On the 15th December 1952 travel regulations stated that freedom to travel for individuals within the DDR was limited to a range of 100 km without prior authority.
The earliest DDR passports were issued in the mid-1950s. However, they were very difficult to obtain and only a small percentage of citizens was in possession of a passport. Even by 1989, it was reported that only 25% of citizens had a passport.
Travel without a passport would be very risky as the Passport Act stated that, "whoever is leaving the German Democratic Republic to abroad or from abroad without authorization, or who is leaving the prescribed destinations, travel routes and travel dates and other restrictions on the trip, shall be punished with imprisonment up to three years."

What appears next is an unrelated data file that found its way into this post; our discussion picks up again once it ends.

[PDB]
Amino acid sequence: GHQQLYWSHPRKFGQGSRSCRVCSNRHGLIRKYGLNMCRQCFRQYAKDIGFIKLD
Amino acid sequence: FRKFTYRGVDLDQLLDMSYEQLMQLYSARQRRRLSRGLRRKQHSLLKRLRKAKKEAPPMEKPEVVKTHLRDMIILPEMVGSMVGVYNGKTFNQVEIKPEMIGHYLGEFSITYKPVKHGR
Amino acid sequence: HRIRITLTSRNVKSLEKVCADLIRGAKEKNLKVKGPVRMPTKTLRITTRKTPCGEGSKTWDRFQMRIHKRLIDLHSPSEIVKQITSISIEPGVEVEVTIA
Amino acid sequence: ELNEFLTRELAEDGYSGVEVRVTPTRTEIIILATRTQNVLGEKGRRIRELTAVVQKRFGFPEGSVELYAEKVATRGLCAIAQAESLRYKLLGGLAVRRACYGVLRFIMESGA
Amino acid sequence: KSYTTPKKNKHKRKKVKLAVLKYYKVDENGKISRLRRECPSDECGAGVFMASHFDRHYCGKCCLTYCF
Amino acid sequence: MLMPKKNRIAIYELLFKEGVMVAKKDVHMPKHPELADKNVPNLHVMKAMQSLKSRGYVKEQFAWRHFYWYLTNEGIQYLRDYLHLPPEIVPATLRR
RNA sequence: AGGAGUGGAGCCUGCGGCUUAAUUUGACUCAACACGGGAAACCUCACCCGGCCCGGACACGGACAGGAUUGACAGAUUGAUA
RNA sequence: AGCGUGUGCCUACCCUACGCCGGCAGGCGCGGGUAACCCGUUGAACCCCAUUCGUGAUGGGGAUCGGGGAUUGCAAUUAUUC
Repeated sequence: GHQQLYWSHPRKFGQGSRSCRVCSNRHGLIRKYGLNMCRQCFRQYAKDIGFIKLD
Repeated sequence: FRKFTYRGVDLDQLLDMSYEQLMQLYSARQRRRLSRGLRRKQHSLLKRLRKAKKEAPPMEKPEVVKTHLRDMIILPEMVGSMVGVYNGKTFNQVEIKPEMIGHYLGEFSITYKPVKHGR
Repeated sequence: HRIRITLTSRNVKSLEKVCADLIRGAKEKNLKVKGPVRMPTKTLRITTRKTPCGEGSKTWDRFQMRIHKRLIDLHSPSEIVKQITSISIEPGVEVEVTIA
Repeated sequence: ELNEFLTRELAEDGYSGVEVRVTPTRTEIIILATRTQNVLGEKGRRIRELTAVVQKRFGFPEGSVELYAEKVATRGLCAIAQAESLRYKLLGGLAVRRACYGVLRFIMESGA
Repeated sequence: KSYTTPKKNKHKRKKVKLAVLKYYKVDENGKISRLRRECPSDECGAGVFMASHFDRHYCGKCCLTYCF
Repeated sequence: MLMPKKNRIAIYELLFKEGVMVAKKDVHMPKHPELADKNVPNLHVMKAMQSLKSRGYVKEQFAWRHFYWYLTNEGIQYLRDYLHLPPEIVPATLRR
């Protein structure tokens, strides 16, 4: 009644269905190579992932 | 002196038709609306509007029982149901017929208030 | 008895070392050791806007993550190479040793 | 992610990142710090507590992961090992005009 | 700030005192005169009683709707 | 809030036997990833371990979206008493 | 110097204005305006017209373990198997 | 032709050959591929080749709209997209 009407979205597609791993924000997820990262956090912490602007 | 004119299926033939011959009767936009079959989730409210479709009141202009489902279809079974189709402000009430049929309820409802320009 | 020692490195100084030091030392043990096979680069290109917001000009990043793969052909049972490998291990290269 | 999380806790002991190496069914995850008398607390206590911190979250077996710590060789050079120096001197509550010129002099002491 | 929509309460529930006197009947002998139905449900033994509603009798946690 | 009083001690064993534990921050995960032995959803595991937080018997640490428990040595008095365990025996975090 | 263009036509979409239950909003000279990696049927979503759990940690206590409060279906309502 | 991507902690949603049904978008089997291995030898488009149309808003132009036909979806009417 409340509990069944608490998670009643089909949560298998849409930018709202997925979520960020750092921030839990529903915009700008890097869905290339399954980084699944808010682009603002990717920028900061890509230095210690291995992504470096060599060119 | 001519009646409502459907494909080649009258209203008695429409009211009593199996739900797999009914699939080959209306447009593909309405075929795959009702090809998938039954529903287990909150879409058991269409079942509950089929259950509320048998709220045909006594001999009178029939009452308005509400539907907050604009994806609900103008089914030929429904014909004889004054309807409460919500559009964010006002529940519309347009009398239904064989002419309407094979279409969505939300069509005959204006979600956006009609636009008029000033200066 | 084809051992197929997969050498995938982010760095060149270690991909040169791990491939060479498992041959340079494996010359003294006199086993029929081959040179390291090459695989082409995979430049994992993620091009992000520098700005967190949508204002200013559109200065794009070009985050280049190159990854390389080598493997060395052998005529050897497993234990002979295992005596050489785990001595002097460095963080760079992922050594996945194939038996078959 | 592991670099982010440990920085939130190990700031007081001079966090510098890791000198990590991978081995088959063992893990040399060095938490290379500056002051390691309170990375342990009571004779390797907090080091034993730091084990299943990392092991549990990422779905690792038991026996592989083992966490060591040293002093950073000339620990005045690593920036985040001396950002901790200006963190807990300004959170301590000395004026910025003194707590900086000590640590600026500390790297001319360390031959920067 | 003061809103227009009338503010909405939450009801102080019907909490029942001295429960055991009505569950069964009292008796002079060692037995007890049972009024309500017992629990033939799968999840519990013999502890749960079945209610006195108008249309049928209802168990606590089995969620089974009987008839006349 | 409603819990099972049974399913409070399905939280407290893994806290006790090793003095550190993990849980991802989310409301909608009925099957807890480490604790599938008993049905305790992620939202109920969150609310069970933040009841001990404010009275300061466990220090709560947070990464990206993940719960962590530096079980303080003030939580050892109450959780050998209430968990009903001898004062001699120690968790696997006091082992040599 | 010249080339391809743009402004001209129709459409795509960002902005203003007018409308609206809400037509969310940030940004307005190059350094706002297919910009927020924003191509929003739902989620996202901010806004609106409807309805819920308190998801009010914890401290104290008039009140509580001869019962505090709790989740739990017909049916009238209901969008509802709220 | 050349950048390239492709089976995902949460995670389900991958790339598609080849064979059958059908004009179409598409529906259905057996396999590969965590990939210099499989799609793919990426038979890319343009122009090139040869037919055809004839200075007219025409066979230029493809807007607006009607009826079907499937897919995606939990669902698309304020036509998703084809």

An early example of a DDR passport.......image courtesy of the Passport Collector website
Following the building of the Berlin Wall and the strengthening of the Inner German Border (IGB), most East Germans were literally walled in and could only travel within the GDR or to other communist countries within the Eastern Bloc such as Poland, Czechoslovakia and Hungary.
In 1972 the "Borders of Friendship" project allowed citizens of East Germany, Poland and Czechoslovakia to cross each other's borders with only a police issued identification card. The numbers of people using this scheme rose from tens of thousands to tens of millions in a very short period.
The 'Borders of Friendship' programme meant the East German Trabant motorcar was a familiar site in Poland, Czechoslovakia and Hungary